Question: Eric, in your bio, you say you want to enable a framework to ensure trust. Can you explain what you mean by that?

Answer:

[ERIC] Trust has two different modes in the data life-cycle. First, is the data a fair representation of what was intended to be created in the first place? For instance, is it timely, is it accurate as was intended, is it at the right level of granularity for the people who are going to be using it? See my prior example of sex and gender.

A second aspect of trust is whether am I sharing this in a way that is appropriate and inline with what the intention of the collection of the data in the first place. For example, if I intended the data to be collected for weather, or weather predictions, not for, you know, building cities.

It's really a reflection of how you're actually sharing that information with others and whether it is inline with the people who allow the data to be provided in the first place. And part of that is ensuring that if I'm sharing identifiable information that people are comfortable with or if I’m sharing de-identified information, then is it still inline with ethical considerations?

I think that we are still very much in an exploratory phase about what are some of the ethical considerations for the sharing of information. For instance, when is it that individuals should have the absolute right to say, “no, you cannot share that data with that individual or with that organization”. And where are there situations that individuals actually have an obligation to share their data because it is in the public interest. There are lots of debates that are starting to emerge in this space.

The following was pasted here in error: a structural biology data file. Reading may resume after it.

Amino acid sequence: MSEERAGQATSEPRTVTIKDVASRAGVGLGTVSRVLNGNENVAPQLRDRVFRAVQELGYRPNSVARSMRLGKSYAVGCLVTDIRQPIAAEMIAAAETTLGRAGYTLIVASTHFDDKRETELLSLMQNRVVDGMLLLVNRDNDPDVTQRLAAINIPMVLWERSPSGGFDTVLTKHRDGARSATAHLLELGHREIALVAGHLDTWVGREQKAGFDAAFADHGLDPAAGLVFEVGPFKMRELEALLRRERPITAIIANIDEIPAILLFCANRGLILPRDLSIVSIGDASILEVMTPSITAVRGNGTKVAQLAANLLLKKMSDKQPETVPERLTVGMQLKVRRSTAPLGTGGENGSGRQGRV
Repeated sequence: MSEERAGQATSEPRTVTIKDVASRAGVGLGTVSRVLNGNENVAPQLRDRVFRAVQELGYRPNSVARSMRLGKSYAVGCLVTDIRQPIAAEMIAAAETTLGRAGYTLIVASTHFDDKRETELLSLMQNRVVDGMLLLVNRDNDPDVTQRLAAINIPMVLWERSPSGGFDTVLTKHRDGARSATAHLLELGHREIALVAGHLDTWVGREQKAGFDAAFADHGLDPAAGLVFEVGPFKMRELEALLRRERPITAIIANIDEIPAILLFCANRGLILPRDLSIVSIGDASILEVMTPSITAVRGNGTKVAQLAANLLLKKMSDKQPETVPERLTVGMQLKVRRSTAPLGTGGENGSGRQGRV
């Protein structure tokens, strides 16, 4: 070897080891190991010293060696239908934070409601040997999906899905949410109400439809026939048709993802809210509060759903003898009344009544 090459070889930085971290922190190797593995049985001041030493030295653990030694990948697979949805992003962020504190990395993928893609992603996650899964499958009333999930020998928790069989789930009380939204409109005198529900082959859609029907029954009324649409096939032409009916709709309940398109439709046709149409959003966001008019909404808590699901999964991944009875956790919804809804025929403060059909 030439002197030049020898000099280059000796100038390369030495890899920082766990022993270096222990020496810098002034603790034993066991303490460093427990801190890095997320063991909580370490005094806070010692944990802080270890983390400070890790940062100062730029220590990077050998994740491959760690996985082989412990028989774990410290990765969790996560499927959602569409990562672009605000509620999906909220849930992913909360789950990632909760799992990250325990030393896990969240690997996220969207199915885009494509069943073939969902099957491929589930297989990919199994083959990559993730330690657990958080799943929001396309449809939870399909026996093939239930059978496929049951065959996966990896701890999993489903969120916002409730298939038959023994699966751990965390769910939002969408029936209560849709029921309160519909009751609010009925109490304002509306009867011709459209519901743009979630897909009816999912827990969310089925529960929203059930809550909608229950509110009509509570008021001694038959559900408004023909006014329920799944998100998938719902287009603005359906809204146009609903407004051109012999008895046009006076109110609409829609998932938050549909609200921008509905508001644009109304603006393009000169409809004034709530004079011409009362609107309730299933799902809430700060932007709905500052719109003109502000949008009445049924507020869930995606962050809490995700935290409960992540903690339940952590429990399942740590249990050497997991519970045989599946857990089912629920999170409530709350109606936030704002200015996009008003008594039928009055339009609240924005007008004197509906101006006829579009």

Question: Dr. Ann Cavoukian talks a lot about the concept of a trust-deficit, i.e., that there's not enough trust in the institutions that have our data, to keep it safe and use it properly. Have you heard of this concept? And if so, do you agree?

Answer:

[ERIC] I have not yet heard of the term trust-deficit, but I do believe we cannot assume that we have trust. To the extent that we can't assume that we have trust, I suppose that means that there is a trust-deficit but realistically, it's more so that we need to build the trust in our institutions in a way that treats data responsibly. Part of that actually goes back to empowering people and listening to what people are actually saying and how they're interested in having their data used.